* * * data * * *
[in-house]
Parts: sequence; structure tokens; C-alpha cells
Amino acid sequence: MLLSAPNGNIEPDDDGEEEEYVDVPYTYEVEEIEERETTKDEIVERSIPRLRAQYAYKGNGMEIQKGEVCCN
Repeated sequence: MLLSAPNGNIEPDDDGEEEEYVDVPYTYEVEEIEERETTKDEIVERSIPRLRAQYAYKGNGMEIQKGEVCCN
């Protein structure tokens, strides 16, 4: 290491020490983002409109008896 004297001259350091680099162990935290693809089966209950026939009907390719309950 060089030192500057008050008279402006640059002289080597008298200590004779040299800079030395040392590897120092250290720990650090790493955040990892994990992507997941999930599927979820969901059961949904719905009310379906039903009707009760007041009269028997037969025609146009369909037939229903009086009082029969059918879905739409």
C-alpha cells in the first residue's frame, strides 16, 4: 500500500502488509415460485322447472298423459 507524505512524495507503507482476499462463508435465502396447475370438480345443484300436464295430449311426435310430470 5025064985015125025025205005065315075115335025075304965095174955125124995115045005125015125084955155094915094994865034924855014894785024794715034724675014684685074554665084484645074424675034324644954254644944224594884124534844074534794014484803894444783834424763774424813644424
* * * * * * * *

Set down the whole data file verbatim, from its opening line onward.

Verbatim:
[in-house]
Parts: sequence; structure tokens; C-alpha cells
Amino acid sequence: MLLSAPNGNIEPDDDGEEEEYVDVPYTYEVEEIEERETTKDEIVERSIPRLRAQYAYKGNGMEIQKGEVCCN
Repeated sequence: MLLSAPNGNIEPDDDGEEEEYVDVPYTYEVEEIEERETTKDEIVERSIPRLRAQYAYKGNGMEIQKGEVCCN
């Protein structure tokens, strides 16, 4: 290491020490983002409109008896 004297001259350091680099162990935290693809089966209950026939009907390719309950 060089030192500057008050008279402006640059002289080597008298200590004779040299800079030395040392590897120092250290720990650090790493955040990892994990992507997941999930599927979820969901059961949904719905009310379906039903009707009760007041009269028997037969025609146009369909037939229903009086009082029969059918879905739409």
C-alpha cells in the first residue's frame, strides 16, 4: 500500500502488509415460485322447472298423459 507524505512524495507503507482476499462463508435465502396447475370438480345443484300436464295430449311426435310430470 5025064985015125025025205005065315075115335025075304965095174955125124995115045005125015125084955155094915094994865034924855014894785024794715034724675014684685074554665084484645074424675034324644954254644944224594884124534844074534794014484803894444783834424763774424813644424